Workers Compensation Claims Lawyers NSW

Applying for a reconsideration of Comcare’s decision to decline liability for your claim from Turnbull Hill Lawyers

Introduction

The reality is that Comcare will not accept every claim that is made under the Comcare Scheme… and sometimes its decision to decline liability is the wrong decision, and not supported by the weight of evidence.

If you are on the receiving end of such a decision, you do have rights to have the decision reconsidered, and, if necessary, to appeal to an independent forum… the Administrative Appeals Tribunal.

This article will take you through the usual steps in the reconsideration and appeal process, noting there are strict time limits which must be complied with.

What decisions typically can and are reviewed?

Typical decisions that are reviewed by Comcare are:

  • decisions denying a claim for compensation
  • decisions to stop a payment of compensation
  • decisions to decrease the amount of weekly payments of compensation

Applying for a reconsideration of a Comcare determination

An application for reconsideration of a determination usually will need to be made within 30 days of receiving the determination.

Most determinations provide a good summary of the evidence available and the decision maker’s assessment of the evidence. Generally, once we read the determination and the evidence relied upon in coming to the determination, we are able to assess reasonably quickly whether there is an arguable alternative determination, such that reconsideration ought be applied for.

In that regard, there is no lodgement fee attached to lodging an application for reconsideration, but you will have to pay your own legal costs if you engage us to assist you with reviewing the decision and, if applicable, drafting your application for reconsideration and advising you on any fresh evidence that ought to be procured in support of your application.

In relation to procuring fresh evidence, usually this is in the form of either statements of evidence or additional reports from your doctors or medico-legal experts (specialist doctors), and if that fresh evidence is unlikely to be available within the 30 days in which to apply for a reconsideration, then we will also request that Comcare extend the time in which you have to lodge your application for reconsideration so as to allow sufficient time for the additional evidence to be obtained and lodged with the application, and therefore available for Comcare’s Reconsideration Team to have regard for. Our experience is that genuine requests for an extension of time so as to obtain fresh evidence will be granted.

Your application for reconsideration should involve a critique of the evidence, identifying deficiencies in the decision maker’s reasoning and then, by specific reference, identifying all of the evidence in support of your application.

What happens once you request reconsideration?

Typically, the process is as follows. Comcare will:

  • allocate the reconsideration to an independent Review Officer;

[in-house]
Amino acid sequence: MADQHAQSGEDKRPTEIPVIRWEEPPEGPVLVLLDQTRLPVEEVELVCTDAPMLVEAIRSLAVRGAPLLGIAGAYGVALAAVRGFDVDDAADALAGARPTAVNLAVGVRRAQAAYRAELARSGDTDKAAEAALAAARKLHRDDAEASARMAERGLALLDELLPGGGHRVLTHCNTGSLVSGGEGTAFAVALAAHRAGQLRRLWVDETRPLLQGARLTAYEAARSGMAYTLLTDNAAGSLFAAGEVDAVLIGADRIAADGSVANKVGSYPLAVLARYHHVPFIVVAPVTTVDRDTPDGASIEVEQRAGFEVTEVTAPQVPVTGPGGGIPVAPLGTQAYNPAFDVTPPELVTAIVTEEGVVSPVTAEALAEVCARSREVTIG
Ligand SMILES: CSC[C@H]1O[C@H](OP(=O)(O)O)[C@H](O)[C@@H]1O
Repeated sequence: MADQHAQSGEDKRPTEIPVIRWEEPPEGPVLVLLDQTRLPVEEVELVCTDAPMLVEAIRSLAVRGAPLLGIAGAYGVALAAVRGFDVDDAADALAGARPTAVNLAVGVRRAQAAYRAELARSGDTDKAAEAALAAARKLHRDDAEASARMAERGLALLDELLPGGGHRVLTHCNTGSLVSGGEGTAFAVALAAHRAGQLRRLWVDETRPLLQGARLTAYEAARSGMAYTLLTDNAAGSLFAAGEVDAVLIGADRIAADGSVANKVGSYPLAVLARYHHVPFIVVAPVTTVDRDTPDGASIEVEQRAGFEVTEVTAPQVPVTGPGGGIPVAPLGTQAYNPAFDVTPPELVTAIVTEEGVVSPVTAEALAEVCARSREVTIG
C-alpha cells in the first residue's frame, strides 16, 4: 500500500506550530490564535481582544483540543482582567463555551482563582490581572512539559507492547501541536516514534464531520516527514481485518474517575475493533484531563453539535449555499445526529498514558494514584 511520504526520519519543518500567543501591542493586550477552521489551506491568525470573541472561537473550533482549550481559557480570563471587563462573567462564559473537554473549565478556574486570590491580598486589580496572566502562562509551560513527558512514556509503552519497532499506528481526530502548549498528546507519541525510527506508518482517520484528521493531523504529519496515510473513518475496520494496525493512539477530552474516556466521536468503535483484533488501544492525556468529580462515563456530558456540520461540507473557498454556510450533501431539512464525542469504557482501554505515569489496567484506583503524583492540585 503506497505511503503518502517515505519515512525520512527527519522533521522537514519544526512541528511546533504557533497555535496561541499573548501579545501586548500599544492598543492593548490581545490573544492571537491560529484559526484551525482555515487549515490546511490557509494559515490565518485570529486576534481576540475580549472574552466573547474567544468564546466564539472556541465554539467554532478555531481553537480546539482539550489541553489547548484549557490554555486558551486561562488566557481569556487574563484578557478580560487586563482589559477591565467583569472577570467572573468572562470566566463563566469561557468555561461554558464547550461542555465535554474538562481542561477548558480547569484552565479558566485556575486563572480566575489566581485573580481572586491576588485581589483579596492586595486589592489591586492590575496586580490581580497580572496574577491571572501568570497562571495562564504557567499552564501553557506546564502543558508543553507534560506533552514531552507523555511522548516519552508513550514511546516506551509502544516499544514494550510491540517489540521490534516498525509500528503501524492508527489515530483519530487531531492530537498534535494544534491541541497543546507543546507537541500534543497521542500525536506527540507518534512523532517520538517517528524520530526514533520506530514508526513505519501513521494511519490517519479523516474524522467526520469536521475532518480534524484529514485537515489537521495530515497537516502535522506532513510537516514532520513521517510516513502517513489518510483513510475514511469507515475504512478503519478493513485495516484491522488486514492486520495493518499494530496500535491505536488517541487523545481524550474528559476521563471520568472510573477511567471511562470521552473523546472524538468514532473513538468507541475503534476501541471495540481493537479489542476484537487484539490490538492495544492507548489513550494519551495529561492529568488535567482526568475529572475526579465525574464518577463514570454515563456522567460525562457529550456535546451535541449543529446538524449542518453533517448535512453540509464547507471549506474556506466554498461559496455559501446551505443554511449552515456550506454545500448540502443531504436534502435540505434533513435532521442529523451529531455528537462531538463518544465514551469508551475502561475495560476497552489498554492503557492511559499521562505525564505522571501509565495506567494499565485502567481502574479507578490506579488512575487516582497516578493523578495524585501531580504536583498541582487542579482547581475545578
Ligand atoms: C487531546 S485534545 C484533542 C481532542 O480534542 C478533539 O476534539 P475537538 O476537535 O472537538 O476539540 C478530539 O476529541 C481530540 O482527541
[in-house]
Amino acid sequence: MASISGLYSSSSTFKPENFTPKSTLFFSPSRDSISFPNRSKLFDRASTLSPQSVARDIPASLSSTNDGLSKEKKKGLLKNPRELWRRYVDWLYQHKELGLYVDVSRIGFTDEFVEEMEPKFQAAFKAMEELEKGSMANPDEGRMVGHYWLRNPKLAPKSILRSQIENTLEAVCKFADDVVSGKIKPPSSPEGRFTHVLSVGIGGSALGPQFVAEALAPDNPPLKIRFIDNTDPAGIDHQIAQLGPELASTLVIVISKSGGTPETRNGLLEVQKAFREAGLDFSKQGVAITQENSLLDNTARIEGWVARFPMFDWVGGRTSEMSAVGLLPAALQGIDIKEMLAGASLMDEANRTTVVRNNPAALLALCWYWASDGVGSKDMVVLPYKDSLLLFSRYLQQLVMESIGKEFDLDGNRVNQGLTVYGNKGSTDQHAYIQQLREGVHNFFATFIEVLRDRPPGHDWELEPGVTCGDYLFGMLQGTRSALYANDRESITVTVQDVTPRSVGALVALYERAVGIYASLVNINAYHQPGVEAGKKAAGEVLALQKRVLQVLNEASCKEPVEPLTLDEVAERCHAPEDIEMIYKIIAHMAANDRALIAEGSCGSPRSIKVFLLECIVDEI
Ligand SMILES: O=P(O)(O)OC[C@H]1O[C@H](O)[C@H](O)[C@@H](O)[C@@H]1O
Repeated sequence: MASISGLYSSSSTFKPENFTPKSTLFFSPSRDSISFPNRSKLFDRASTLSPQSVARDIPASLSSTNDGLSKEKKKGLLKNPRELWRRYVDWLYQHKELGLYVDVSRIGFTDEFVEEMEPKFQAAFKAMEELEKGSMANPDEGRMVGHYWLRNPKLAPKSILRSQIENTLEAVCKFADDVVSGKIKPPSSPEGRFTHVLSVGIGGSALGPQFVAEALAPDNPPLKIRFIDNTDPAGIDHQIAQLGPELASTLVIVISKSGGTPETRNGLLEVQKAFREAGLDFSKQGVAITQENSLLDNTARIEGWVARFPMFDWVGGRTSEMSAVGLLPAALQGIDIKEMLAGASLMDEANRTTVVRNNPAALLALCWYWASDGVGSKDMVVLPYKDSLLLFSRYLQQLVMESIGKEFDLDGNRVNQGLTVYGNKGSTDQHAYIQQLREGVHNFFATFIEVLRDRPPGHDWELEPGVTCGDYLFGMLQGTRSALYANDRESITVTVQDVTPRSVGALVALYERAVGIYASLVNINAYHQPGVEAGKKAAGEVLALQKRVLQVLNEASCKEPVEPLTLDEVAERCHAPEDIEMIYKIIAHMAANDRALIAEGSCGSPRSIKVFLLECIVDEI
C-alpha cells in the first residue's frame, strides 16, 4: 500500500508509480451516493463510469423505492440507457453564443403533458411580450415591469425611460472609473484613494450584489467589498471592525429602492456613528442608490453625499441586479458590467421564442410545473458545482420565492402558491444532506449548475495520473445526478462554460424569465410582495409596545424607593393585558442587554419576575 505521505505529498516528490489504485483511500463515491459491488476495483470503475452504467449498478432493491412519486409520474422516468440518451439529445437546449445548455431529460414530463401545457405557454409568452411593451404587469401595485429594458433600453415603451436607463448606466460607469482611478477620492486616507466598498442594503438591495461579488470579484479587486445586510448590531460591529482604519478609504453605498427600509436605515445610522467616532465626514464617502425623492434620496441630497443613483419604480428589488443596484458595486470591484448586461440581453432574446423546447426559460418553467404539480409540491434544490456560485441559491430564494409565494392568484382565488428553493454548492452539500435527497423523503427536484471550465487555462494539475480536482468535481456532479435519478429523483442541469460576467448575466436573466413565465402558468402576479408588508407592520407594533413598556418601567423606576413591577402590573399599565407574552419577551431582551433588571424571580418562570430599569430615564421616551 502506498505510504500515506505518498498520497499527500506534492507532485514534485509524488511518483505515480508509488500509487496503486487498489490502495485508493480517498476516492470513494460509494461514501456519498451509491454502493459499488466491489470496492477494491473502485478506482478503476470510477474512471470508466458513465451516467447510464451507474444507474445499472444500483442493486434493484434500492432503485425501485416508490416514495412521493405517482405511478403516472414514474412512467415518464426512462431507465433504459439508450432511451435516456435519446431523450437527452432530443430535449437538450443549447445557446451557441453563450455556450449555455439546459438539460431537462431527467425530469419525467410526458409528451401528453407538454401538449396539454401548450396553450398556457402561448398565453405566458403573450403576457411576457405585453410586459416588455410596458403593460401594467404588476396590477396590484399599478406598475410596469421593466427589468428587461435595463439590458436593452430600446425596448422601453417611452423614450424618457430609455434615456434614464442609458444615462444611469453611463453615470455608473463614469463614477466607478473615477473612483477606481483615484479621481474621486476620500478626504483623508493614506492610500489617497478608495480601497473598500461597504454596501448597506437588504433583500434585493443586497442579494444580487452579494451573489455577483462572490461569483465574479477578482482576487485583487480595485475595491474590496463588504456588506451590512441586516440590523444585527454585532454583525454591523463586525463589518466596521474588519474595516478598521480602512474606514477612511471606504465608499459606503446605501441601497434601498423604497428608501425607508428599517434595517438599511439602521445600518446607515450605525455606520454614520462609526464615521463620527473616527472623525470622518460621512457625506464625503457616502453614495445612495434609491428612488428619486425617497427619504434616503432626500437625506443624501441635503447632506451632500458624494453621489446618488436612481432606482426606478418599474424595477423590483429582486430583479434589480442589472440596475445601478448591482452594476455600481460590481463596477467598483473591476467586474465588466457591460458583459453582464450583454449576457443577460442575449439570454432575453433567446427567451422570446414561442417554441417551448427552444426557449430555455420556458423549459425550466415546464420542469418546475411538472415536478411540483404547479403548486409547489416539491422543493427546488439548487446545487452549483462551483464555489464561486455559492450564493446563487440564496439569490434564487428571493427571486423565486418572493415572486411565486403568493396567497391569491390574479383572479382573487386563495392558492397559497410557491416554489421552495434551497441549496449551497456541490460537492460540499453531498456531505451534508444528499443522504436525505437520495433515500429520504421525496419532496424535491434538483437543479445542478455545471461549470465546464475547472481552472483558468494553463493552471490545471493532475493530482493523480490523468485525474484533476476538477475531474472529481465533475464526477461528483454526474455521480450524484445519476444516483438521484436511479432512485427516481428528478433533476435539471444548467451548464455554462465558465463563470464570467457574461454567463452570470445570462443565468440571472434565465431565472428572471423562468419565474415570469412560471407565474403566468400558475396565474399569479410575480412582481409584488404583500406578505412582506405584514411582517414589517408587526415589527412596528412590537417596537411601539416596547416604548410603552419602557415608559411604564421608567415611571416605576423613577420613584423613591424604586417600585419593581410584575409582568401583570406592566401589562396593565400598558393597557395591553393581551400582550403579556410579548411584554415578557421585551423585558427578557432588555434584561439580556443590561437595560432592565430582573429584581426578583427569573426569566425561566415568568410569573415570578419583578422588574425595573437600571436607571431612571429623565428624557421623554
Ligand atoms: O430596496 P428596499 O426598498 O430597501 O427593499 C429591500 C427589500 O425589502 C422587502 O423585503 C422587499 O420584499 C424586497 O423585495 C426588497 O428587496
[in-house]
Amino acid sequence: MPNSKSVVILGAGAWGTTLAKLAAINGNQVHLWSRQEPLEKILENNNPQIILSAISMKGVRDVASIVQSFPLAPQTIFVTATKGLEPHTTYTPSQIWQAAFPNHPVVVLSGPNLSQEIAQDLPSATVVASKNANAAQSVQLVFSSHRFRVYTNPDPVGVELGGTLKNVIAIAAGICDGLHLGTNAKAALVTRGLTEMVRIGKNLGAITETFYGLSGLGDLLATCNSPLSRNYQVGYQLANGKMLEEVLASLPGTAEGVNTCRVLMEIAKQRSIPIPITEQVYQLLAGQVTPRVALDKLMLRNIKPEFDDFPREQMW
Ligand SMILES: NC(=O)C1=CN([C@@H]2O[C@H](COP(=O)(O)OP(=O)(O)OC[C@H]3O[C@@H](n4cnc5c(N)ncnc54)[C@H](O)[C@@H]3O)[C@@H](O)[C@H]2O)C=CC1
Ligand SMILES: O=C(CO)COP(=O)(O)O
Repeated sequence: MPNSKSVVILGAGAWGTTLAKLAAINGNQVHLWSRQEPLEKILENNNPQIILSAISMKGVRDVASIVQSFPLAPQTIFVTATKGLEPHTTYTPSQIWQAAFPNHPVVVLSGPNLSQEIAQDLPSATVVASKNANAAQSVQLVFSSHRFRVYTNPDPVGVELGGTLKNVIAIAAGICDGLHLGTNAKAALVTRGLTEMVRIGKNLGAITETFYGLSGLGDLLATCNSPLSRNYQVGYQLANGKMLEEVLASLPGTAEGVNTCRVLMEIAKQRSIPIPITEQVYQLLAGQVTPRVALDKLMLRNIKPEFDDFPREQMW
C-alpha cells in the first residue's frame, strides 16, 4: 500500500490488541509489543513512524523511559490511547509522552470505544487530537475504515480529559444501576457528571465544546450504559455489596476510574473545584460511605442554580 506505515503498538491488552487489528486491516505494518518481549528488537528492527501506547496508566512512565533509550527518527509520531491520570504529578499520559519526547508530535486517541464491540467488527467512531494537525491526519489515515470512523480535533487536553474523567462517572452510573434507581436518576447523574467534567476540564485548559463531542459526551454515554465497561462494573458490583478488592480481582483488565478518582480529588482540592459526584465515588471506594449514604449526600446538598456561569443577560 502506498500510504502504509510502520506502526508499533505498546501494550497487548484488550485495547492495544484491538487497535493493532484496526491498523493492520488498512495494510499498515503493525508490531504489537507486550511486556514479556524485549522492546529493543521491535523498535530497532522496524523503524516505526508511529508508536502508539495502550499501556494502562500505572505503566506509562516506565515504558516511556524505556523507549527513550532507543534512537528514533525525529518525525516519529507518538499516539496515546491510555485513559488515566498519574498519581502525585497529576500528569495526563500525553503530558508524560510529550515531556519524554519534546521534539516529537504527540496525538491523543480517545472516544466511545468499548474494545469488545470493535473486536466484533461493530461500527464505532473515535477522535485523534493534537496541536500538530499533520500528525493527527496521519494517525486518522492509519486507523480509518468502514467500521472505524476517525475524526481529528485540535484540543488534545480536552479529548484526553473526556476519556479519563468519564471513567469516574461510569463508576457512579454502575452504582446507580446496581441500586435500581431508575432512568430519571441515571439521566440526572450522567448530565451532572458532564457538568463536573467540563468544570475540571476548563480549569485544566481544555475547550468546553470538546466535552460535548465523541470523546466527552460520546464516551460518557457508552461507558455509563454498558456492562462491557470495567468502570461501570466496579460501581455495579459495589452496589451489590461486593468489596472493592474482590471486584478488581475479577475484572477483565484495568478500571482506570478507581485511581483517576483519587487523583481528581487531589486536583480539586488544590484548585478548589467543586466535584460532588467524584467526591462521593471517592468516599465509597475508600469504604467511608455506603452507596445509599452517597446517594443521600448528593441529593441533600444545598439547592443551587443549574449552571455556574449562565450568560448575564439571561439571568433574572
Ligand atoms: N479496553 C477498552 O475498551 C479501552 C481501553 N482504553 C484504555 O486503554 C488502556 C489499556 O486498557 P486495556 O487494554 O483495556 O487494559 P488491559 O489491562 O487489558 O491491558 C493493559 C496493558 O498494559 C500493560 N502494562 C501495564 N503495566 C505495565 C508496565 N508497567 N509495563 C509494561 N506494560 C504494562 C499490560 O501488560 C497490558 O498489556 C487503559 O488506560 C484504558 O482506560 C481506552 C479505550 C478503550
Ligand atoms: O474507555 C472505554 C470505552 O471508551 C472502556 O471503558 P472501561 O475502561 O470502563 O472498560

• acknowledge the request for reconsideration to all parties;
  • provide an opportunity for your employer to comment on the application, including any new evidence;
  • assess any new evidence in line with the Safety Rehabilitation & Compensation Act (SRA Act); and
  • issue a decision in writing… which is known as a “reviewable decision”.

You should expect that the reviewable decision will be provided within 60 days of the date that Comcare receives the reconsideration request.

If you do not accept the outcome of the reconsideration, you can appeal

Similarly to the original decision, the reviewable decision is likely to also provide a good summary of the evidence available and the reviewable decision maker’s assessment of that evidence. Generally, once we read the reviewable decision, we are able to assess reasonably quickly whether there is any merit to you appealing the decision.

If you choose to appeal the reviewable decision then it is done by way of application for a merits review (“Application for review”) in the Administrative Appeals Tribunal (AAT).

An Application for review must be lodged with the AAT within 60 days from the day the reviewable decision is received.

Once we lodge your Application for review, the Respondent (or their lawyers) have 28 days in which to provide all documents relevant to the decisions being appealed. These documents are known as the “T-Documents”.

Once the T-Documents have been provided the appeal will be set down for a “Conference” will usually takes place by way of telephone conference. There may be a number of conferences, their purpose being to allow the AAT to better understand the issues to be argued in the appeal and whether there is any outstanding evidence being sought, with the view of listing the appeal for a mediation (or similar alternate dispute resolution conference “ADRC”) when all the evidence is available.

If the mediation or ADRC fails to bring the parties to a resolution, then the appeal will be listed for hearing.

Typically, it takes about 12 months from lodging an Application for review to it being heard.

If your appeal to the AAT is successful, usually you would receive an order in your favour that the other party pay a portion of your legal costs.


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